Today Southern Nevada imports more than 90 percent of its fruits and vegetables. Changing that will likely require an inside job. Literally. Yes, community gardens and home gardening, even in the harsh Mojave Desert, are on the rise, but technology and innovation are also putting their stamp on farming today as well.
And with the recent arrival of a company named Oasis Biotech, Southern Nevada has the unique opportunity to become home to one of the world’s largest hydroponic farms. Hydroponic farming is a method that grows crops in a water and nutrient solution, without the use of soil.
Oasis Biotech is owned by San’an Optoelectronics Co., Ltd., a Chinese technology company who saw success with hydroponic farming efforts in China but wanted to grow the concept internationally. With Las Vegas being a region full of restaurants with high demand for quality fruits and vegetables, and a city that currently imports the great majority of its food, the company began to explore Southern Nevada as its new North American headquarters.
Last year, Oasis Biotech officially opened its doors in Las Vegas by taking occupancy of an existing 215,000 square foot facility, which will, at full operation, be one of the country’s largest vertical farming facilities of its kind.
“We want to help bring innovation to Las Vegas and we couldn’t be happier with the welcome we’ve received,” said Brock Leach, Oasis Biotech’s COO and General Manager.
Significant Capital Investment
So far, Oasis Biotech has invested $30 million locally. That money includes finding a facility, building it out and hiring employees. The startup’s parent company, San’an, owns and developed all of the state-of-the-art LED lighting technology and grow systems used onsite. The Oasis Biotech facility is a completely controlled-environment agricultural farm allowing for strong quality control and food safety programs that eliminate food risk to consumers.
With a goal of adding 150 local jobs within five years, the company already has more than 130 employees – a mix of engineers, technicians and highly-technical scientist positions. Only about 50,000 square feet of the Las Vegas facility is currently in use; at the same time, the site already produces about 1,500 pounds a day of micro greens, baby lettuce, and specialty herbs. The company also created its first consumer-facing brand, Evercress, which is currently sold through long-time local distributor, Get Fresh, which serves local chefs and resort corridor restaurants, among others.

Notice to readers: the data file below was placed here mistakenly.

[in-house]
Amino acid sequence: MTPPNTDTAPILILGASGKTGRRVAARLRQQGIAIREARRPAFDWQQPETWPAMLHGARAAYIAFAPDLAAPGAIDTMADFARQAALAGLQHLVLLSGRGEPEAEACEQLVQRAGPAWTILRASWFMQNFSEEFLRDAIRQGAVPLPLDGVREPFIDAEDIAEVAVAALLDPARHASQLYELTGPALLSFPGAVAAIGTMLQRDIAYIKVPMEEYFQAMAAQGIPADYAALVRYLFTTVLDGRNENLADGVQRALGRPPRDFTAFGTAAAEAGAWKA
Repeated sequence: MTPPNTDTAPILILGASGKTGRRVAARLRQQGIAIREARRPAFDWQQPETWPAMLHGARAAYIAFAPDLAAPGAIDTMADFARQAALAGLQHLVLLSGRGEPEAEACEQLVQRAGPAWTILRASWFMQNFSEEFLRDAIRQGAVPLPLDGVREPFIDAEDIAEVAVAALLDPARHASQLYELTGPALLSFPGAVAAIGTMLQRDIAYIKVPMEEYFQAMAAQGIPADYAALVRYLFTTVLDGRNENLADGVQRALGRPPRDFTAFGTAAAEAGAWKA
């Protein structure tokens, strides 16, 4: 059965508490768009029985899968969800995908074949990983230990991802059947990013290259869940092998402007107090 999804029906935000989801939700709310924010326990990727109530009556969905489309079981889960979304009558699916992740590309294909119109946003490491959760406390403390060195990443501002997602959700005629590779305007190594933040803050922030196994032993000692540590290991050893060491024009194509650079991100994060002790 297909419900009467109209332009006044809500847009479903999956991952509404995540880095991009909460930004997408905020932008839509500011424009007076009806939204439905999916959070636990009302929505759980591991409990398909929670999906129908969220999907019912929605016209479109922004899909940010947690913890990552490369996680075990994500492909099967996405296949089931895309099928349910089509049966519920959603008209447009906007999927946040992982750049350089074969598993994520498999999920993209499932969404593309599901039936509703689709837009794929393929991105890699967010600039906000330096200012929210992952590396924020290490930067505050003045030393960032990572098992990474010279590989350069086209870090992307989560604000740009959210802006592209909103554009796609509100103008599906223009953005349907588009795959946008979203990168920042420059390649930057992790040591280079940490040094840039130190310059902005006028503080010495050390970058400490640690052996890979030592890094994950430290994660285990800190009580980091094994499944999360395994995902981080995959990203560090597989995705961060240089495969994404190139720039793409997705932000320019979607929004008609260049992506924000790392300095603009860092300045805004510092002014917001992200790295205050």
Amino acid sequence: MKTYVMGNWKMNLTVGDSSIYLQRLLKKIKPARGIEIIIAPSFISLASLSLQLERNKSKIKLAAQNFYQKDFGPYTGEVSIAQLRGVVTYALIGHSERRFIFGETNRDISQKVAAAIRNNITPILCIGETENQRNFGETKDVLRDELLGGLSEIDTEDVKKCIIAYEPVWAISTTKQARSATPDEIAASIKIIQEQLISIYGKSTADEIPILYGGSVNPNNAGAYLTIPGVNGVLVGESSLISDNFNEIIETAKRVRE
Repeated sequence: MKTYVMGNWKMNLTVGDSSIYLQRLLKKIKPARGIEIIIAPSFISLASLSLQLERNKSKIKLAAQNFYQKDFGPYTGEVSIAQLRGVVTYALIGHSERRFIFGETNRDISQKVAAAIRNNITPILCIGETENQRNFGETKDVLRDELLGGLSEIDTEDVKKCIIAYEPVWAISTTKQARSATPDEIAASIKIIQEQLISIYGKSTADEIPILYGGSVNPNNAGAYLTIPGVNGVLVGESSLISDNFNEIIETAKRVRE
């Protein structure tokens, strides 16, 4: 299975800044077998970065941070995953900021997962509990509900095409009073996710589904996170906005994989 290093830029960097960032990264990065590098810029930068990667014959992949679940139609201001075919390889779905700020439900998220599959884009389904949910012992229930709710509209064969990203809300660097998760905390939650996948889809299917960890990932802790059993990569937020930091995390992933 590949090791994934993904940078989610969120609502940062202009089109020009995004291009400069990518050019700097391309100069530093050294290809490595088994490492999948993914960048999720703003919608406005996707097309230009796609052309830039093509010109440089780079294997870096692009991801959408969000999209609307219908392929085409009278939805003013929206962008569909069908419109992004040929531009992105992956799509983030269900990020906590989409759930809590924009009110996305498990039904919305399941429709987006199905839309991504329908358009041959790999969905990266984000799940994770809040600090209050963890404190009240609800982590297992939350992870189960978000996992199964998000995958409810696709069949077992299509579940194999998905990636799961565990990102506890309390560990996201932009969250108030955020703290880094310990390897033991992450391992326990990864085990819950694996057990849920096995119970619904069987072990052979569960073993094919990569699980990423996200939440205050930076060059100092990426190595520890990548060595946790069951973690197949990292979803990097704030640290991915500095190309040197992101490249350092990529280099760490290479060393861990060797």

“We had a good feeling there would be a strong demand for a lot of the produce we were going to bring to market,” Leach added.
The facility is truly in its an infant stage, however. The next phase, which will occupy about 15,000 square feet, will involve an automated line allowing the farm to triple its current output. “Future phases will be growing soft fruits like strawberries and raspberries along with rooted vegetables like baby carrots, beets, radishes and more,” Leach said.
The hydroponic farming methods utilize about 90 percent less water than traditional farming and the average time from seed to harvest is around 21 days. The first phase contains 1,094 growth modules, produces 85 varietals and all crops are non-GMO, pesticide, fungicide and herbicide free.
The Southern Nevada Advantage
When seeking out a North American home, Oasis Biotech was looking for a state with a stable business environment and reasonable electricity rates, even though the efficient LED lighting uses about 50 percent less energy than traditional lights, Leach noted.
Oasis Biotech also looked to LVGEA to better understand the market, its players, and to seek out suitable real estate, all while navigating the permitting processes associated with bringing a company like Oasis Biotech to Southern Nevada.
A hydroponic farm requires unique permits and certifications to operate. Leach shared that LVGEA’s help in navigating these processes, as well as its ability to locate experts to find the right facility and introduce the company to local leaders, was key.
“They really gave us a warm welcome that extended into the community…We had to navigate through different governing bodies and understand how the codes apply to a new industry that’s coming here. That’s a big deal. New technologies and existing codes aren’t necessarily always an exact match,” Leach said.
Michael Walsh, LVGEA’s Vice President of Economic Development, says Oasis Biotech is one of the types of industries his organization targets for economic diversification in Southern Nevada. Oasis Biotech brings an emerging technology to Las Vegas and an enterprise that can also leverage Las Vegas as a transportation hub as it expands its product offerings and client base beyond Nevada. Walsh also said his team helped the company to better understand that Las Vegas has the right labor pool to help it prosper.
“At the end of the day what we do is really about taking the uncertainty away as they’re evaluating our state,” Walsh said. “Our CEO always says economic development is a team sport. It’s about that connectivity and community relationships…People typically end up getting a [good] feeling when they see we go beyond providing information from a statistical standpoint.”